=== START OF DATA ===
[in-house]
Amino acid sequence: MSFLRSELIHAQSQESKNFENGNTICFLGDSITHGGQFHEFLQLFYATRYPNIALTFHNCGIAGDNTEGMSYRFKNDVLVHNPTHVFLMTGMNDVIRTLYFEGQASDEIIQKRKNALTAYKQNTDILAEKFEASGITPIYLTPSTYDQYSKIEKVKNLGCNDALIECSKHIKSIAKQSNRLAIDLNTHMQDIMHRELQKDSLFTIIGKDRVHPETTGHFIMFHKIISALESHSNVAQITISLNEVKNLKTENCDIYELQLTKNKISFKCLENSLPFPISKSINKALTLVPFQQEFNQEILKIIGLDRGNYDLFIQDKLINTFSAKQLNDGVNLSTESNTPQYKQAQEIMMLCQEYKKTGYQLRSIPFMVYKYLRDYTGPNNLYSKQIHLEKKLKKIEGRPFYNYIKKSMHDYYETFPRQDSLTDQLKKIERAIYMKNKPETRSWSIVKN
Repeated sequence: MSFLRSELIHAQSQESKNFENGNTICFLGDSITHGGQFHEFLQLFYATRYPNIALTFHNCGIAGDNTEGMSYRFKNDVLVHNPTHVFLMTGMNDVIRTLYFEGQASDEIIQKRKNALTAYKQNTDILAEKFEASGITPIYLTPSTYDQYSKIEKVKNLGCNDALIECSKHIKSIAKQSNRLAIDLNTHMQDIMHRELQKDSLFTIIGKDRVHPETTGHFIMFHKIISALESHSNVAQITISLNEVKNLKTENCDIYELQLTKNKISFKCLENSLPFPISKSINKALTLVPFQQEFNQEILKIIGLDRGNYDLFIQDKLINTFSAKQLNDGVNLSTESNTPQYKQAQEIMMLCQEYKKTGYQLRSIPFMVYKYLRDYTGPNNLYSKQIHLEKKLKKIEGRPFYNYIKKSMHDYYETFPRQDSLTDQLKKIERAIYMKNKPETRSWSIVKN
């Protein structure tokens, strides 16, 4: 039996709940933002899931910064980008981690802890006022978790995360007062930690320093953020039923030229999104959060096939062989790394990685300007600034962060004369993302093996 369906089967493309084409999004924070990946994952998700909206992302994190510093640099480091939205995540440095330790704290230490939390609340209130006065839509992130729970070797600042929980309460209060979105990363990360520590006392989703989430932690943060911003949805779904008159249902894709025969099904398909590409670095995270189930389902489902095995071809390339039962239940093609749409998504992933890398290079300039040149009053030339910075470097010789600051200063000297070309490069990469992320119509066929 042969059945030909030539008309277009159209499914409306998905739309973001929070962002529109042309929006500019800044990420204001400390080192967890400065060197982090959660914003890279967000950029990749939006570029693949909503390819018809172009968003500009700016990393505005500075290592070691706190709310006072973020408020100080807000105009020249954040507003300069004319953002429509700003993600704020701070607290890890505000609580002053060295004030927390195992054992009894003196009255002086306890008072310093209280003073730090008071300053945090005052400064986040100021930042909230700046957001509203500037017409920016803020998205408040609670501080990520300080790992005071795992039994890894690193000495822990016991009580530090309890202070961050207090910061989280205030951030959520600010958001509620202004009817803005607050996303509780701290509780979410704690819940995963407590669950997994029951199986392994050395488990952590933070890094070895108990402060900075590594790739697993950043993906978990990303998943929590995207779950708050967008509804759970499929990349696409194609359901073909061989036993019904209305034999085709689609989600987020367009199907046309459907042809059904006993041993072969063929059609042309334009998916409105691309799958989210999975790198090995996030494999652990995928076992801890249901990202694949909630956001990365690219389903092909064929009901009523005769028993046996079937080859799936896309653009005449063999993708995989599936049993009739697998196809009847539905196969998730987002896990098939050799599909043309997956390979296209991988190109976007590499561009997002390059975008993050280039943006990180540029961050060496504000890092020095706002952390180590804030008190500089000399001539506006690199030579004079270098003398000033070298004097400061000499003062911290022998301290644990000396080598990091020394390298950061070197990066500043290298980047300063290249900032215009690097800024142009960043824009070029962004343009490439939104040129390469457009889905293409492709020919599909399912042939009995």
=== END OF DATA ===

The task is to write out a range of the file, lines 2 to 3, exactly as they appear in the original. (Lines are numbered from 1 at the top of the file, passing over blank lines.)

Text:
Amino acid sequence: MSFLRSELIHAQSQESKNFENGNTICFLGDSITHGGQFHEFLQLFYATRYPNIALTFHNCGIAGDNTEGMSYRFKNDVLVHNPTHVFLMTGMNDVIRTLYFEGQASDEIIQKRKNALTAYKQNTDILAEKFEASGITPIYLTPSTYDQYSKIEKVKNLGCNDALIECSKHIKSIAKQSNRLAIDLNTHMQDIMHRELQKDSLFTIIGKDRVHPETTGHFIMFHKIISALESHSNVAQITISLNEVKNLKTENCDIYELQLTKNKISFKCLENSLPFPISKSINKALTLVPFQQEFNQEILKIIGLDRGNYDLFIQDKLINTFSAKQLNDGVNLSTESNTPQYKQAQEIMMLCQEYKKTGYQLRSIPFMVYKYLRDYTGPNNLYSKQIHLEKKLKKIEGRPFYNYIKKSMHDYYETFPRQDSLTDQLKKIERAIYMKNKPETRSWSIVKN
Repeated sequence: MSFLRSELIHAQSQESKNFENGNTICFLGDSITHGGQFHEFLQLFYATRYPNIALTFHNCGIAGDNTEGMSYRFKNDVLVHNPTHVFLMTGMNDVIRTLYFEGQASDEIIQKRKNALTAYKQNTDILAEKFEASGITPIYLTPSTYDQYSKIEKVKNLGCNDALIECSKHIKSIAKQSNRLAIDLNTHMQDIMHRELQKDSLFTIIGKDRVHPETTGHFIMFHKIISALESHSNVAQITISLNEVKNLKTENCDIYELQLTKNKISFKCLENSLPFPISKSINKALTLVPFQQEFNQEILKIIGLDRGNYDLFIQDKLINTFSAKQLNDGVNLSTESNTPQYKQAQEIMMLCQEYKKTGYQLRSIPFMVYKYLRDYTGPNNLYSKQIHLEKKLKKIEGRPFYNYIKKSMHDYYETFPRQDSLTDQLKKIERAIYMKNKPETRSWSIVKN